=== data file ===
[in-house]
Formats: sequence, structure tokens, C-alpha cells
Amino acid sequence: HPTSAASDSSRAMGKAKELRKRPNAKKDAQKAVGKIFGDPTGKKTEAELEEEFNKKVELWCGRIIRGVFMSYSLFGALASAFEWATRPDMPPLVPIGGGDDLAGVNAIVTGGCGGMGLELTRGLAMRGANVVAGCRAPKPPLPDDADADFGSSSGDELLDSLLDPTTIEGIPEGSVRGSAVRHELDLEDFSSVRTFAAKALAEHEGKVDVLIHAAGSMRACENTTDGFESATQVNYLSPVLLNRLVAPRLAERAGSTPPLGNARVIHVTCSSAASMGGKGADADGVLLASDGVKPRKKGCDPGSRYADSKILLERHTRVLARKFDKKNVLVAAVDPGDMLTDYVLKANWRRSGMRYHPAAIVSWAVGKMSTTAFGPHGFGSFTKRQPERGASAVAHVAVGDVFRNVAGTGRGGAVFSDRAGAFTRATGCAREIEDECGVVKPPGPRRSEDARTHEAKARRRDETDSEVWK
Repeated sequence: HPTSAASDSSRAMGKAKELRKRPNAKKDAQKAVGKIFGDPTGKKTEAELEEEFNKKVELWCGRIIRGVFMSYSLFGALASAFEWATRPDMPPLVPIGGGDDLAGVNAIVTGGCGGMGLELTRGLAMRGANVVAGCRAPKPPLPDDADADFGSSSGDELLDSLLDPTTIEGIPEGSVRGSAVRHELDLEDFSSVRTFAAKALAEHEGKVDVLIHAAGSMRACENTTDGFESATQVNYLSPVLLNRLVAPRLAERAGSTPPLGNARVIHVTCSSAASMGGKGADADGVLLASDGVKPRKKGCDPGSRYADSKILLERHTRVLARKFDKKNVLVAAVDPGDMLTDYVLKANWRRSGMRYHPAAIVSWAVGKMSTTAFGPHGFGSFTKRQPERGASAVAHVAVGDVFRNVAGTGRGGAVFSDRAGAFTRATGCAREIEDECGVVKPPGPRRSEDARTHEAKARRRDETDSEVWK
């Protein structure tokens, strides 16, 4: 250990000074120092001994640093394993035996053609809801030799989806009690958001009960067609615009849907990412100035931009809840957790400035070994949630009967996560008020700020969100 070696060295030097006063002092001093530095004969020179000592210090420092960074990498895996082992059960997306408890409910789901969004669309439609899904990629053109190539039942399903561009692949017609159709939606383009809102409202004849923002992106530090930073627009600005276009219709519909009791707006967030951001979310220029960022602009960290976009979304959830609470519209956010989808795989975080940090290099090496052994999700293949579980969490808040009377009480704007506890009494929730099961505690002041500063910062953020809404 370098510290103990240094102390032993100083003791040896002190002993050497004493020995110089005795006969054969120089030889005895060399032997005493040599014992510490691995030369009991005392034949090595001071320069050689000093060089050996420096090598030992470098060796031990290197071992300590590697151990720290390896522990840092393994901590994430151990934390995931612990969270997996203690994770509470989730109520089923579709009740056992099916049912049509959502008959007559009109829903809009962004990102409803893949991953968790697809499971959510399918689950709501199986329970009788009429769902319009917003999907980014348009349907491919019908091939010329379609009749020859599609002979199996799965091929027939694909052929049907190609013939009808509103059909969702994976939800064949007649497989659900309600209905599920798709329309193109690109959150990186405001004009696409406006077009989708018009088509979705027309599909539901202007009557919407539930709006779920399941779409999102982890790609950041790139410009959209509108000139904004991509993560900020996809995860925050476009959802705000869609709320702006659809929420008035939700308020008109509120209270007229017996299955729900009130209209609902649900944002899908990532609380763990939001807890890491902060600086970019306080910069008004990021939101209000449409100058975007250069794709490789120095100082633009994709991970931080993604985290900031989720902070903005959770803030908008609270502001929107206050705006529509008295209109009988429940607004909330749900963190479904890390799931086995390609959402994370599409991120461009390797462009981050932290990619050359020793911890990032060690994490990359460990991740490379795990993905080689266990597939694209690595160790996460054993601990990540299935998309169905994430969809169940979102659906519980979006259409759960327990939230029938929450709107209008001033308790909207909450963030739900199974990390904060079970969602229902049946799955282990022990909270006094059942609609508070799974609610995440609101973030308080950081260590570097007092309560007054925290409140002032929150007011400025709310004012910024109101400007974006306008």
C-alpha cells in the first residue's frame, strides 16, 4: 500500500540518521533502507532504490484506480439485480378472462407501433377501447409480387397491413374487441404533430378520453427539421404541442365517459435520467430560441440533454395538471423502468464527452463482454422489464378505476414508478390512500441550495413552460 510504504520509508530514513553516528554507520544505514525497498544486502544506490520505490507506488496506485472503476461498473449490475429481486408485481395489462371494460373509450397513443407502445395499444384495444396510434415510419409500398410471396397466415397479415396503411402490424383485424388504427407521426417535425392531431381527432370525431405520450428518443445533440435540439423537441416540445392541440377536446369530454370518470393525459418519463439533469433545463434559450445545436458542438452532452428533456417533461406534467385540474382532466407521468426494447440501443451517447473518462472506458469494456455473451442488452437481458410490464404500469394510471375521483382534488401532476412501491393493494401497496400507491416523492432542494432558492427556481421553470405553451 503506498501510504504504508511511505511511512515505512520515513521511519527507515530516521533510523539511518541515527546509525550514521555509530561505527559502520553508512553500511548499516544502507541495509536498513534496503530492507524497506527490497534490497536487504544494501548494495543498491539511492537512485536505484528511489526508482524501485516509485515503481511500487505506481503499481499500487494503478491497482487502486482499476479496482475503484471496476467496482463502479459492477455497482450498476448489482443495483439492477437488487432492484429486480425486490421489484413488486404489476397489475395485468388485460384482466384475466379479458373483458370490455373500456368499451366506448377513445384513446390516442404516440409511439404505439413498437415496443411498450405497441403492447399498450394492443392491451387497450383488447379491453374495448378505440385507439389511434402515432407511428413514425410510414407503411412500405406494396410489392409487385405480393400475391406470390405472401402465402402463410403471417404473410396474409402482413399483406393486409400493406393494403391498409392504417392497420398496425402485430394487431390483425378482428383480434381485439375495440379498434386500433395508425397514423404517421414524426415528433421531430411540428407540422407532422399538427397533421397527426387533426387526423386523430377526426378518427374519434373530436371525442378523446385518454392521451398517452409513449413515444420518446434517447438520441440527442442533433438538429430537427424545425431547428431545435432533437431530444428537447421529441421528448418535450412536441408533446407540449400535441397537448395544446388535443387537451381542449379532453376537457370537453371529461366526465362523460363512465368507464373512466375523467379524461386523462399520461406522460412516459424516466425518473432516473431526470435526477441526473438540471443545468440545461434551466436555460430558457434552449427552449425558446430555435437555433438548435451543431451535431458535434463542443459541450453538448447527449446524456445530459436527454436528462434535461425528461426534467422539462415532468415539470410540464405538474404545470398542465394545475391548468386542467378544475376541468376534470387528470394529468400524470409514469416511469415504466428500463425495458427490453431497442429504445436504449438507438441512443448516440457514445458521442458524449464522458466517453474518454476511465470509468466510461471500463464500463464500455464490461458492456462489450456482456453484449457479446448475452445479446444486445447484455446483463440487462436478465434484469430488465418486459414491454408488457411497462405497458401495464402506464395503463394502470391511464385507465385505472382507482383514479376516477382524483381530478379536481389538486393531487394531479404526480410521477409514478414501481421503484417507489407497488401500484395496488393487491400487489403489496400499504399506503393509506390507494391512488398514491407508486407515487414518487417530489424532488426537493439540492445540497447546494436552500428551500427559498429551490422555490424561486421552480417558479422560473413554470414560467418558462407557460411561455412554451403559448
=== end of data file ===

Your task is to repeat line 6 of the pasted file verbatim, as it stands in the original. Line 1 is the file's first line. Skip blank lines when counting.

C-alpha cells in the first residue's frame, strides 16, 4: 500500500540518521533502507532504490484506480439485480378472462407501433377501447409480387397491413374487441404533430378520453427539421404541442365517459435520467430560441440533454395538471423502468464527452463482454422489464378505476414508478390512500441550495413552460 510504504520509508530514513553516528554507520544505514525497498544486502544506490520505490507506488496506485472503476461498473449490475429481486408485481395489462371494460373509450397513443407502445395499444384495444396510434415510419409500398410471396397466415397479415396503411402490424383485424388504427407521426417535425392531431381527432370525431405520450428518443445533440435540439423537441416540445392541440377536446369530454370518470393525459418519463439533469433545463434559450445545436458542438452532452428533456417533461406534467385540474382532466407521468426494447440501443451517447473518462472506458469494456455473451442488452437481458410490464404500469394510471375521483382534488401532476412501491393493494401497496400507491416523492432542494432558492427556481421553470405553451 503506498501510504504504508511511505511511512515505512520515513521511519527507515530516521533510523539511518541515527546509525550514521555509530561505527559502520553508512553500511548499516544502507541495509536498513534496503530492507524497506527490497534490497536487504544494501548494495543498491539511492537512485536505484528511489526508482524501485516509485515503481511500487505506481503499481499500487494503478491497482487502486482499476479496482475503484471496476467496482463502479459492477455497482450498476448489482443495483439492477437488487432492484429486480425486490421489484413488486404489476397489475395485468388485460384482466384475466379479458373483458370490455373500456368499451366506448377513445384513446390516442404516440409511439404505439413498437415496443411498450405497441403492447399498450394492443392491451387497450383488447379491453374495448378505440385507439389511434402515432407511428413514425410510414407503411412500405406494396410489392409487385405480393400475391406470390405472401402465402402463410403471417404473410396474409402482413399483406393486409400493406393494403391498409392504417392497420398496425402485430394487431390483425378482428383480434381485439375495440379498434386500433395508425397514423404517421414524426415528433421531430411540428407540422407532422399538427397533421397527426387533426387526423386523430377526426378518427374519434373530436371525442378523446385518454392521451398517452409513449413515444420518446434517447438520441440527442442533433438538429430537427424545425431547428431545435432533437431530444428537447421529441421528448418535450412536441408533446407540449400535441397537448395544446388535443387537451381542449379532453376537457370537453371529461366526465362523460363512465368507464373512466375523467379524461386523462399520461406522460412516459424516466425518473432516473431526470435526477441526473438540471443545468440545461434551466436555460430558457434552449427552449425558446430555435437555433438548435451543431451535431458535434463542443459541450453538448447527449446524456445530459436527454436528462434535461425528461426534467422539462415532468415539470410540464405538474404545470398542465394545475391548468386542467378544475376541468376534470387528470394529468400524470409514469416511469415504466428500463425495458427490453431497442429504445436504449438507438441512443448516440457514445458521442458524449464522458466517453474518454476511465470509468466510461471500463464500463464500455464490461458492456462489450456482456453484449457479446448475452445479446444486445447484455446483463440487462436478465434484469430488465418486459414491454408488457411497462405497458401495464402506464395503463394502470391511464385507465385505472382507482383514479376516477382524483381530478379536481389538486393531487394531479404526480410521477409514478414501481421503484417507489407497488401500484395496488393487491400487489403489496400499504399506503393509506390507494391512488398514491407508486407515487414518487417530489424532488426537493439540492445540497447546494436552500428551500427559498429551490422555490424561486421552480417558479422560473413554470414560467418558462407557460411561455412554451403559448